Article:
The purpose of the study was to determine if the eight steps of the Continuous Improvement Model (CIM) provided a framework to raise achievement and to focus educators in identifying high-yield literacy strategies. This study sought to determine if an examination of the assessment data in reading revealed differences among schools that fully, partially, or did not implement the CIM. The research focused what happened during the school year 2011-12 in nine schools. The qualitative research attempted to discover the relationship among the eight steps of the CIM and the educators who implemented the model. The design of the qualitative research focused on the schools that implemented the CIM including the perceptions of participants regarding the impact upon reading/literacy proficiency. Interviews with leadership teams in six schools that implemented partially and fully were conducted. A survey was conducted among teachers from six schools that implemented the CIM. Quantitative data were collected from student results on the Tennessee Comprehensive Assessment Program Reading/Language Arts assessments for school years 2010-2011 and 2011-2012. The results showed practical and significant differences in achievement scores among those schools that partially and fully implemented the model compared to those schools that did not implement. The study also highlighted positive and negative perceptions of the model and identified high-yield strategies. The findings suggest a carefully orchestrated plan to address literacy should be implemented during the early stages in a child's education. The CIM provides a framework for educators to design a literacy plan that comprehensively addresses the needs of teachers and students.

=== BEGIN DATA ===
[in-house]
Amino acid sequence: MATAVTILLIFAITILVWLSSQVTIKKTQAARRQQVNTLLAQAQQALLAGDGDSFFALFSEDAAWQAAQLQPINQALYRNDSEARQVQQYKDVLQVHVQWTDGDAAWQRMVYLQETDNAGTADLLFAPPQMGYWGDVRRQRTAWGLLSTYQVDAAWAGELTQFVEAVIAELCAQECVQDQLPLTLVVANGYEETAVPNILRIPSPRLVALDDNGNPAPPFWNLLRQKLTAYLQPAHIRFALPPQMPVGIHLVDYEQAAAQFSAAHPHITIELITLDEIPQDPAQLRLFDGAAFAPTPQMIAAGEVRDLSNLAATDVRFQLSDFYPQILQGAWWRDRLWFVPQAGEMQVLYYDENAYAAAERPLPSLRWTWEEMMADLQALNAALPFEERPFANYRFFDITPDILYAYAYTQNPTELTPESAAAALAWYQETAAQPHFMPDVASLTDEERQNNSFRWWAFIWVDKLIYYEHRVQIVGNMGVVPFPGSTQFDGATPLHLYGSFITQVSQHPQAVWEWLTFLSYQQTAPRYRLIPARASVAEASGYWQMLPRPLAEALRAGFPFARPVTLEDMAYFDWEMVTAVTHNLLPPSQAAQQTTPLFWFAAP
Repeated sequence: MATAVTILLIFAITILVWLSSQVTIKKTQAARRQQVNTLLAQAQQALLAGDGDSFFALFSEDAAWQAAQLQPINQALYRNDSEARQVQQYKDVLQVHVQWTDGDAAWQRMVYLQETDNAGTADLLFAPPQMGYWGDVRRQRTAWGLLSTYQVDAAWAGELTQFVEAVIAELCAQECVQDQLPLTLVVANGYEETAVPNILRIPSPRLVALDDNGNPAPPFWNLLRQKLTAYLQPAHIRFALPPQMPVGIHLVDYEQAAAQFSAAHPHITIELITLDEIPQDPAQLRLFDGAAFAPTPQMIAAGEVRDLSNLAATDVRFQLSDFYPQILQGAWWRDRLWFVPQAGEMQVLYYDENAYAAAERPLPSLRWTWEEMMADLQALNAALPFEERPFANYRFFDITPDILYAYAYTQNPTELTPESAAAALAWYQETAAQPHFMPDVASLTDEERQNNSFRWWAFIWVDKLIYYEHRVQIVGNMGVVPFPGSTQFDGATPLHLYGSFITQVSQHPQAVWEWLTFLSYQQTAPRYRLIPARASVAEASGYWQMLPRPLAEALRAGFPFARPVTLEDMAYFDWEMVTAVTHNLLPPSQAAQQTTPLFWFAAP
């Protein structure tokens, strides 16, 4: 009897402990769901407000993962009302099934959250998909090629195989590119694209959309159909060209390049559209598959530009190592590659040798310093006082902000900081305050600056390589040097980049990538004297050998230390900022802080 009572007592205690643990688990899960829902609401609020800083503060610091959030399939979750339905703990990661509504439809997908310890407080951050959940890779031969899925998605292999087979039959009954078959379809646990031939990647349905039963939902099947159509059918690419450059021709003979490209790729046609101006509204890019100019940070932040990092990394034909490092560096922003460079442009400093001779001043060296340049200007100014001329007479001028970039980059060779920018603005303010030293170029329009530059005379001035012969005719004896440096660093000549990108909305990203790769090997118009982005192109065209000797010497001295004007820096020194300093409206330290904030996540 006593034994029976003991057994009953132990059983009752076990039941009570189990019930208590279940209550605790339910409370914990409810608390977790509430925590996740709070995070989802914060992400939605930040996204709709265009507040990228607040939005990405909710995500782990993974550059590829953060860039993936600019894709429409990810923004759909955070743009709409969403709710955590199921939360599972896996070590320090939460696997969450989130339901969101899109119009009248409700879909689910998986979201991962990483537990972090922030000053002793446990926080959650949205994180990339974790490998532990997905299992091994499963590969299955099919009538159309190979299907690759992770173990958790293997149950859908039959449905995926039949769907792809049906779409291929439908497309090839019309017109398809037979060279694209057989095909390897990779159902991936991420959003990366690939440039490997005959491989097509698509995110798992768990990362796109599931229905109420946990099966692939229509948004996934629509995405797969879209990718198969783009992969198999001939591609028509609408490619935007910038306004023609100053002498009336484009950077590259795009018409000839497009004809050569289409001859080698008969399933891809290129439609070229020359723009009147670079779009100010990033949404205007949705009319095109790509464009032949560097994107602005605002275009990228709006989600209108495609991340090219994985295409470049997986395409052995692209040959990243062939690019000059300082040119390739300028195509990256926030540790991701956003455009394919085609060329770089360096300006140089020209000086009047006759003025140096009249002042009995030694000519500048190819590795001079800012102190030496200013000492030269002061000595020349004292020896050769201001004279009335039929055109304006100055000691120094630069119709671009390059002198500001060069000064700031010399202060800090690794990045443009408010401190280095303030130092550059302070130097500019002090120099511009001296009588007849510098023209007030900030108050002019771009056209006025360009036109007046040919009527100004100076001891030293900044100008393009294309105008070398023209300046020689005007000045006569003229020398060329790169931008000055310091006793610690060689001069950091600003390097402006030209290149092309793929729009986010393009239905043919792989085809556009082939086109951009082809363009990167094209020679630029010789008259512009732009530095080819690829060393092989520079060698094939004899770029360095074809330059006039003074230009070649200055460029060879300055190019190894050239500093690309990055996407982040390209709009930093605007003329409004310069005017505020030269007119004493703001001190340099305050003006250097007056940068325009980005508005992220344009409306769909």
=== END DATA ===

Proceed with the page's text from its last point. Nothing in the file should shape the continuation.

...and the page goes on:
|Advisor:||Hebert, Tracey S.|
|Commitee:||Staggs, Hank, Wiemers, Roger|
|School Location:||United States -- Tennessee|
|Source:||DAI-A 75/03(E), Dissertation Abstracts International|
|Subjects:||Educational leadership, School administration, Education|
|Keywords:||CIM, Continuous improvement model, Literacy, Proficiency, School improvement|
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